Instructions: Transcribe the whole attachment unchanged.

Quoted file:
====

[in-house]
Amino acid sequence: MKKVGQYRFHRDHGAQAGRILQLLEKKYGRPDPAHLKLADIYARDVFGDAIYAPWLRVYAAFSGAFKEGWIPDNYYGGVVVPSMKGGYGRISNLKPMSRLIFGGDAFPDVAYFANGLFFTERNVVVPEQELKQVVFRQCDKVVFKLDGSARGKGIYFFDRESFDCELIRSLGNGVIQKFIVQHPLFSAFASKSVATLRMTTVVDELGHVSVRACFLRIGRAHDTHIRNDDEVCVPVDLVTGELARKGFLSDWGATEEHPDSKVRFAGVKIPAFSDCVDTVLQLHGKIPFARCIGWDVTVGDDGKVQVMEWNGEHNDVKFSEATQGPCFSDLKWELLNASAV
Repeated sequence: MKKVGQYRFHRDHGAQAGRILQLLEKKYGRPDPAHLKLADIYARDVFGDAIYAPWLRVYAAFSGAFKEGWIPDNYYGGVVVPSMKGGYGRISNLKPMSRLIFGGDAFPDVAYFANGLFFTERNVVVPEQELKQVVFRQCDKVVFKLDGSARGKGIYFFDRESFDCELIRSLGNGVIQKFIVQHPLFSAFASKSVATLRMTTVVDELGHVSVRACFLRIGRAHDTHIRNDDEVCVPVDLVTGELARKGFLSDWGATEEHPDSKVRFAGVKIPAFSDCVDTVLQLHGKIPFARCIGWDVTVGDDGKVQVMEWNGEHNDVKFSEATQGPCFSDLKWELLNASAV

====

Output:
[in-house]
Amino acid sequence: MKKVGQYRFHRDHGAQAGRILQLLEKKYGRPDPAHLKLADIYARDVFGDAIYAPWLRVYAAFSGAFKEGWIPDNYYGGVVVPSMKGGYGRISNLKPMSRLIFGGDAFPDVAYFANGLFFTERNVVVPEQELKQVVFRQCDKVVFKLDGSARGKGIYFFDRESFDCELIRSLGNGVIQKFIVQHPLFSAFASKSVATLRMTTVVDELGHVSVRACFLRIGRAHDTHIRNDDEVCVPVDLVTGELARKGFLSDWGATEEHPDSKVRFAGVKIPAFSDCVDTVLQLHGKIPFARCIGWDVTVGDDGKVQVMEWNGEHNDVKFSEATQGPCFSDLKWELLNASAV
Repeated sequence: MKKVGQYRFHRDHGAQAGRILQLLEKKYGRPDPAHLKLADIYARDVFGDAIYAPWLRVYAAFSGAFKEGWIPDNYYGGVVVPSMKGGYGRISNLKPMSRLIFGGDAFPDVAYFANGLFFTERNVVVPEQELKQVVFRQCDKVVFKLDGSARGKGIYFFDRESFDCELIRSLGNGVIQKFIVQHPLFSAFASKSVATLRMTTVVDELGHVSVRACFLRIGRAHDTHIRNDDEVCVPVDLVTGELARKGFLSDWGATEEHPDSKVRFAGVKIPAFSDCVDTVLQLHGKIPFARCIGWDVTVGDDGKVQVMEWNGEHNDVKFSEATQGPCFSDLKWELLNASAV